Peter Allebeck: Alcohol and flying – not a good cocktailOctober 20, 2015
Nordic Alcohol and Drug Policy Network (NordAN), with over 80 member organisations from Nordic and Baltic countries, calls on airline companies to rethink their policies on alcohol and end giving out free alcohol on board.
Most airlines do have a policy on alcohol. This usually comprise not admitting on board intoxicated persons and not serving excessive amounts. However, experience shows that airline staff often do not adhere to policies, one reason being that they have a pressure to be service minded.
Many examples can be found on persons who have become intoxicated on flights to the point of posing a threat to passengers and the flight itself. In the past year, several incidents have prompted airlines to take stronger measures against alcohol on flights. This July, Ryanair banned all duty free alcohol purchases on flights from the UK to the Spanish resort of Ibiza.
In April, the airline had already banned duty-free alcohol purchases in the cabin on flights from Glasgow to Ibiza. The UK-based airline Jet2 has introduced a policy through which intoxicated passengers are banned for good from its flights. Scandinavian airline SAS announced this June new guidelines designed to limit passengers travelling within Europe to three alcoholic drinks per flight, following problems with drunk passengers last summer.
The problem seems to be growing. According to UK Civil Aviation Authority drunken flying incidents have increased by 40% since 2014 in the UK. International Air Transport Associations (IATA) figures show that incidents of unruliness surged from about 500 in 2007 to surpass 6,000 in 2011, the most recent year for which data is available.
Alcohol is no ordinary commodity and flight altitude is no ordinary condition for human beings. Changes in air pressure, fatigue from flying, and especially dehydration all cause alcohol to be more potent than usual. With less water in the body, the effect of alcohol will be stronger, leading to quicker intoxication and increased potential for a hangover. People feeling thirsty may also drink more alcohol instead of water, that is not always served for free.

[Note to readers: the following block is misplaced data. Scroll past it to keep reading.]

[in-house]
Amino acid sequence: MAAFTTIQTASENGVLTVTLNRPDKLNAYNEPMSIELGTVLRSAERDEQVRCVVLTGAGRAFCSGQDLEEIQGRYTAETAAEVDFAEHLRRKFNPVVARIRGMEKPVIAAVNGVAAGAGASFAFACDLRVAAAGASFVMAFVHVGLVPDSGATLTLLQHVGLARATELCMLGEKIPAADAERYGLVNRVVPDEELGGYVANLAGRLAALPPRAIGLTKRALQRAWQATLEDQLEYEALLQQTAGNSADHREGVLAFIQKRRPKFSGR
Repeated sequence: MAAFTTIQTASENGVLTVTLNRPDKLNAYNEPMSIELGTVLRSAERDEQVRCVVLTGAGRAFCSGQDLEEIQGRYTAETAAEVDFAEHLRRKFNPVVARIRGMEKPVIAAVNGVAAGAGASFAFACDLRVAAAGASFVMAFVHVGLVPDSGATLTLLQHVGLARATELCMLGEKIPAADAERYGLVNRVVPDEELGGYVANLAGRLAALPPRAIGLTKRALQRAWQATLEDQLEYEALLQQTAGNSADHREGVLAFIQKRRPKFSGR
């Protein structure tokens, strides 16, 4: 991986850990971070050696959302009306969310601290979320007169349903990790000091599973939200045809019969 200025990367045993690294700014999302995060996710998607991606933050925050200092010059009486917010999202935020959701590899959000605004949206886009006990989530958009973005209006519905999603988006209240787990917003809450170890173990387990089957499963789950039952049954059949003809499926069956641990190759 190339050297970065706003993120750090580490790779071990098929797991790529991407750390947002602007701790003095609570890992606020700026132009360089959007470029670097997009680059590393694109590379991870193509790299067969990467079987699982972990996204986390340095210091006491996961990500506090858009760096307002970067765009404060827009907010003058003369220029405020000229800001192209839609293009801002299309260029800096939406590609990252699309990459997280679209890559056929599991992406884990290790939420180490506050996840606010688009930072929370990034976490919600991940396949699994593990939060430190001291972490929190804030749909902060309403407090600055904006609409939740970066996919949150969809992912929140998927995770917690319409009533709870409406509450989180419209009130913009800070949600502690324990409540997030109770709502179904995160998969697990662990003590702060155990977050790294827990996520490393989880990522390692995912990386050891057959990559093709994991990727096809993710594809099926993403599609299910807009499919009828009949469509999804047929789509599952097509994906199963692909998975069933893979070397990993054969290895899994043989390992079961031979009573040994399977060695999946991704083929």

Flying is a stressful event for many and alcohol is not a good way to relieve stress. Being surrounded by persons who are getting increasingly unsober during a flight may increase anxiety.
Many people avoid places where others are drinking and getting drunk. Anywhere else, you can walk away from a “wet” environment. But not on a plane.
As alcohol is an addictive substance there are many recovering alcoholics travelling among others. They also might otherwise knowingly avoid places where alcohol is served, especially for free, and for them any flight could become a place for possible relapse.
Especially in the Nordic countries where alcohol availability is decreased through the monopoly retail system and restrictive alcohol policy has been successful in cutting alcohol related harms, serving free alcohol in airplanes clearly contradicts policies that are enforced on the ground.
For these reasons NordAN believes that flying should be made safe for everybody, and limiting access to alcohol is an important step. Ultimately, alcohol-free flights should be as natural as are now smokefree flights. In the meantime, requiring payment for alcohol drinks is at least one way to restrict access, if not totally abandoning. Staff should also be appropriately trained to serve limited amounts. We also think that if alcohol is sold it is not ethical to put commercial interests above safety and public health.
professor of Social Medicine at Karolinska Institutet and president of Nordic Alcohol and Drug Policy Network (NordAN)